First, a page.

And on an end note, Clancy Brown. I’ve no clue how this actor has somehow bypassed true fame and awards, but aside from being the sole marquee name on this movie, as an actor, he truly embodies his role down to the mannerisms and voice inflections of Montgomery Dark. Some of his movements had a slight whiff of what Fred Gwynne did as Herman Munster, but other than that, this is an actor who on voice alone drives and elevates this movie.

The Mortuary Collection is available on Prime.

Suffer the Little Children: Bad Tales (Favolacce)

The D’Innocenzo brothers tackle suburban life as a portrait of hell in their latest (and second) movie Bad Tales. [Their 2018 movie Boy’s Cry is available on IMDBTV.]

Focusing on three separate families, they immerse their movie with a sense of surreal dread right from the start. Featuring a voice-over from an unseen narrator (Max Tortora), they seem to give the impression that the events of their movie transpired in the past, and the unseen someone is simply telling his memories. However, it turns out, the events that unfold come from a little girl’s diary… but these events are all false.

That already gets us into the mood of the movie, which is bleak. Two families, the Rosas and the Placidos, live side by side on the outskirts of Rome. When Viola, the daughter of the Rosa family, does something apparently awful, off-screen, her hair gets cut, and she spends the rest of the movie in a depressed funk wearing an oversized black wig, Dennis and Alessia Placido (Giulietta Rebeggiani and Tommaso di Cola) are a brother and sister who are forced to read their report cards in which they reveal they’ve gotten straight A’s except for one. Their father (Elio Germano), ostensibly the most violent of the two fathers, has installed an elevated swimming pool. In an irrational moment, because the Rosas were using it, he destroys it only to blame gypsies for the act.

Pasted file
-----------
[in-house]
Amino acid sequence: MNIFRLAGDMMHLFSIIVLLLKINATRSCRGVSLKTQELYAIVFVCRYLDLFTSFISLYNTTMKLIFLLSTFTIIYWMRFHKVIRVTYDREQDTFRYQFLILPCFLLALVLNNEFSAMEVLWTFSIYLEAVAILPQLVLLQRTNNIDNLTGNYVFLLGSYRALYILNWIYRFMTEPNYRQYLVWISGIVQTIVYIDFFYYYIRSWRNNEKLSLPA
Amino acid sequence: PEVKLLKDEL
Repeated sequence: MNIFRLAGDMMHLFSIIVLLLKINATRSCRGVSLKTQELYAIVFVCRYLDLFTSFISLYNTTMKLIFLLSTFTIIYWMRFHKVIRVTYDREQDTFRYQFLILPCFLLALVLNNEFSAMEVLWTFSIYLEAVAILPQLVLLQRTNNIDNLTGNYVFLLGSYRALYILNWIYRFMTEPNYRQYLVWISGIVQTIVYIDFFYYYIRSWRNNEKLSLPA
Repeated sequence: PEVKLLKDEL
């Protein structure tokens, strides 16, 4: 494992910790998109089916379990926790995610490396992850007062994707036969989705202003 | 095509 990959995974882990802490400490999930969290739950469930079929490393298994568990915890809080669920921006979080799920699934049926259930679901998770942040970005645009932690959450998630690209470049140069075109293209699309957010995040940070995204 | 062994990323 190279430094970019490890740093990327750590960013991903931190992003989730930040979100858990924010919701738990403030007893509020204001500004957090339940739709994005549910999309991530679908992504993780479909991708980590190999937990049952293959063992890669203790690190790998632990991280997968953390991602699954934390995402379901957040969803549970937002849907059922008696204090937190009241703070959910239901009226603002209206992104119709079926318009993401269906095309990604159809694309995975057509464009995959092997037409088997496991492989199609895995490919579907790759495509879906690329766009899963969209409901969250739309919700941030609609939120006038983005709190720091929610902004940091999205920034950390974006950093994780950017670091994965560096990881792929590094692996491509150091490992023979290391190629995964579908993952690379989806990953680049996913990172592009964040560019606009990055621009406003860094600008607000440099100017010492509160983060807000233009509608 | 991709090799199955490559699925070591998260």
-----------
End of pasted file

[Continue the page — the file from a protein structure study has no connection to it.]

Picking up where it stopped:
We segue to the third thread in the movie. Geremia Guerrini (Justin Korovkin) and his father Amelio Guerrini (Gabriel Montesi) live in what seems abject poverty, but seem to enjoy a relationship. However, it seems there is no mother figure here, and Amelio seems to have no real means to support his son. Going even further into dysfunction, Amelio also seems like an overgrown kid himself with sex on his mind (and is trying to get Geremia to have his first sexual experience).